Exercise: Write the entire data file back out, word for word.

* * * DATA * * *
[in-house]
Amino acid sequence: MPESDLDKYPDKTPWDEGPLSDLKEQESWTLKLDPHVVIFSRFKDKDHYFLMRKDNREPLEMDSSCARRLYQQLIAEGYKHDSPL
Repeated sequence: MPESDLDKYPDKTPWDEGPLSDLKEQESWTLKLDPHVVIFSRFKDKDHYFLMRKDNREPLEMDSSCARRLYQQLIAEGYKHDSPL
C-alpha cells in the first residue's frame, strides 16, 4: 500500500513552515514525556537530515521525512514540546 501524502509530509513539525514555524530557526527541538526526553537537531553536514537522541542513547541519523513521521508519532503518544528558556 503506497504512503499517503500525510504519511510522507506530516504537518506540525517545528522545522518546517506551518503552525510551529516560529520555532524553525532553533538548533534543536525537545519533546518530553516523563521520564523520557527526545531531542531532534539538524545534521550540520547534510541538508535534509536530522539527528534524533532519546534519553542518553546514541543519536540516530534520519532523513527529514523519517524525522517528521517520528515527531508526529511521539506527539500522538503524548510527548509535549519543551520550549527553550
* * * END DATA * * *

[in-house]
Amino acid sequence: MPESDLDKYPDKTPWDEGPLSDLKEQESWTLKLDPHVVIFSRFKDKDHYFLMRKDNREPLEMDSSCARRLYQQLIAEGYKHDSPL
Repeated sequence: MPESDLDKYPDKTPWDEGPLSDLKEQESWTLKLDPHVVIFSRFKDKDHYFLMRKDNREPLEMDSSCARRLYQQLIAEGYKHDSPL
C-alpha cells in the first residue's frame, strides 16, 4: 500500500513552515514525556537530515521525512514540546 501524502509530509513539525514555524530557526527541538526526553537537531553536514537522541542513547541519523513521521508519532503518544528558556 503506497504512503499517503500525510504519511510522507506530516504537518506540525517545528522545522518546517506551518503552525510551529516560529520555532524553525532553533538548533534543536525537545519533546518530553516523563521520564523520557527526545531531542531532534539538524545534521550540520547534510541538508535534509536530522539527528534524533532519546534519553542518553546514541543519536540516530534520519532523513527529514523519517524525522517528521517520528515527531508526529511521539506527539500522538503524548510527548509535549519543551520550549527553550